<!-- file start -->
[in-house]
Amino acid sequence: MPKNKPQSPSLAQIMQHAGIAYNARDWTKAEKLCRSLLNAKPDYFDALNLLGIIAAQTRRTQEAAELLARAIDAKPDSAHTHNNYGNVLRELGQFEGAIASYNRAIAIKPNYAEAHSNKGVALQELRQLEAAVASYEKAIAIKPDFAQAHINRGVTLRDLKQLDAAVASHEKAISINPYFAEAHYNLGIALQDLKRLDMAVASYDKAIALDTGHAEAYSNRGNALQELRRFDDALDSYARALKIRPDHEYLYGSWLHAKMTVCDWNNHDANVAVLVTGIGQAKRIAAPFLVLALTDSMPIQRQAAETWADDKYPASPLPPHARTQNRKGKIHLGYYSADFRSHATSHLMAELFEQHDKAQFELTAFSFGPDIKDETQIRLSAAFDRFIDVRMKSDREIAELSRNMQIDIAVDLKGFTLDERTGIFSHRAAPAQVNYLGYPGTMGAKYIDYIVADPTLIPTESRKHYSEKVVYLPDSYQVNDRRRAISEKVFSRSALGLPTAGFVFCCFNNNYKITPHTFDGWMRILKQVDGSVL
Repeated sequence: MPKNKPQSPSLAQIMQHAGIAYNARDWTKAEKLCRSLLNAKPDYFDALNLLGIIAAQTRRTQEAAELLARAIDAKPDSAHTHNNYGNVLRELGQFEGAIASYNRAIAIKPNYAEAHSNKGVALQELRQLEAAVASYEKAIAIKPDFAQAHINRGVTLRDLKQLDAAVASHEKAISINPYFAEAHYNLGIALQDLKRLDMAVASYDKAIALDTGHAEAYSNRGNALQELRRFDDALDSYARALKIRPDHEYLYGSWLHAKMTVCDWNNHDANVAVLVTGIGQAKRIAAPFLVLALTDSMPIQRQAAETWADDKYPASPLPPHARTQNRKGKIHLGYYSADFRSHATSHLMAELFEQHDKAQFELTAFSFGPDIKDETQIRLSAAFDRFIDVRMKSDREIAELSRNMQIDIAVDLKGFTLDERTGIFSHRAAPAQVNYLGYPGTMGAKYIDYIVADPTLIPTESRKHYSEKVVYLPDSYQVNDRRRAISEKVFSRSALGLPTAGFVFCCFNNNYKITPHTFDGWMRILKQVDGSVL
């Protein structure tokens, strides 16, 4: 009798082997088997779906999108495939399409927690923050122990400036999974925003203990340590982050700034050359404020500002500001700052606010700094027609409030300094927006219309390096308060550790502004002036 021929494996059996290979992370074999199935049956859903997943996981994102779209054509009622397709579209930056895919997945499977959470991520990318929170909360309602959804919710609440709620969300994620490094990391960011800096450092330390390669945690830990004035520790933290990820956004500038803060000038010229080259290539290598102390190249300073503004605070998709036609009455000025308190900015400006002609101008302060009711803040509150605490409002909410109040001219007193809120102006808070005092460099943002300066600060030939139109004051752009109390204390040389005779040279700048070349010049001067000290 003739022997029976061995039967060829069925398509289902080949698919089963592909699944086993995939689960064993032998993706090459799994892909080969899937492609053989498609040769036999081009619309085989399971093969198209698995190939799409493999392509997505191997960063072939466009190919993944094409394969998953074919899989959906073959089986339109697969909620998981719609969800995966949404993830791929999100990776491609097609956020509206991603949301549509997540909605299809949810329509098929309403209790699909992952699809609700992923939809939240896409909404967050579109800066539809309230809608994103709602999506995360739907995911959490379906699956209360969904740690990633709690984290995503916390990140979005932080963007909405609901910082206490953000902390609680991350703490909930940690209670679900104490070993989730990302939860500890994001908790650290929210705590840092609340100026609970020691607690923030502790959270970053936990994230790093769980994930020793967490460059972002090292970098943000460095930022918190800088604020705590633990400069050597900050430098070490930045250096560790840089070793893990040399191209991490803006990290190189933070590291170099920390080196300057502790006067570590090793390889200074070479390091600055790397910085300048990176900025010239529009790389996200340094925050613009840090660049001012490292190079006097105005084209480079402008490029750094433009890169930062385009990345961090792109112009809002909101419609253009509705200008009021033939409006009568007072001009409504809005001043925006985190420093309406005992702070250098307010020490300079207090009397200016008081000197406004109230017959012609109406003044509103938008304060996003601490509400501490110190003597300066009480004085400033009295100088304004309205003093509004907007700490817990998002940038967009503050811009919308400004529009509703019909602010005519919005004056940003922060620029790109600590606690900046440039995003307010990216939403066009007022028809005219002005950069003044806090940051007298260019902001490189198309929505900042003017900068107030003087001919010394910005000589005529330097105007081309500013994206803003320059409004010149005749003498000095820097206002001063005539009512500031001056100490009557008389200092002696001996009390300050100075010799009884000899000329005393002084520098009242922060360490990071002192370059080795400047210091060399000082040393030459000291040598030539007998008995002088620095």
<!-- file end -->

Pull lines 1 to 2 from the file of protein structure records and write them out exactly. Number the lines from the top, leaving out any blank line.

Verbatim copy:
[in-house]
Amino acid sequence: MPKNKPQSPSLAQIMQHAGIAYNARDWTKAEKLCRSLLNAKPDYFDALNLLGIIAAQTRRTQEAAELLARAIDAKPDSAHTHNNYGNVLRELGQFEGAIASYNRAIAIKPNYAEAHSNKGVALQELRQLEAAVASYEKAIAIKPDFAQAHINRGVTLRDLKQLDAAVASHEKAISINPYFAEAHYNLGIALQDLKRLDMAVASYDKAIALDTGHAEAYSNRGNALQELRRFDDALDSYARALKIRPDHEYLYGSWLHAKMTVCDWNNHDANVAVLVTGIGQAKRIAAPFLVLALTDSMPIQRQAAETWADDKYPASPLPPHARTQNRKGKIHLGYYSADFRSHATSHLMAELFEQHDKAQFELTAFSFGPDIKDETQIRLSAAFDRFIDVRMKSDREIAELSRNMQIDIAVDLKGFTLDERTGIFSHRAAPAQVNYLGYPGTMGAKYIDYIVADPTLIPTESRKHYSEKVVYLPDSYQVNDRRRAISEKVFSRSALGLPTAGFVFCCFNNNYKITPHTFDGWMRILKQVDGSVL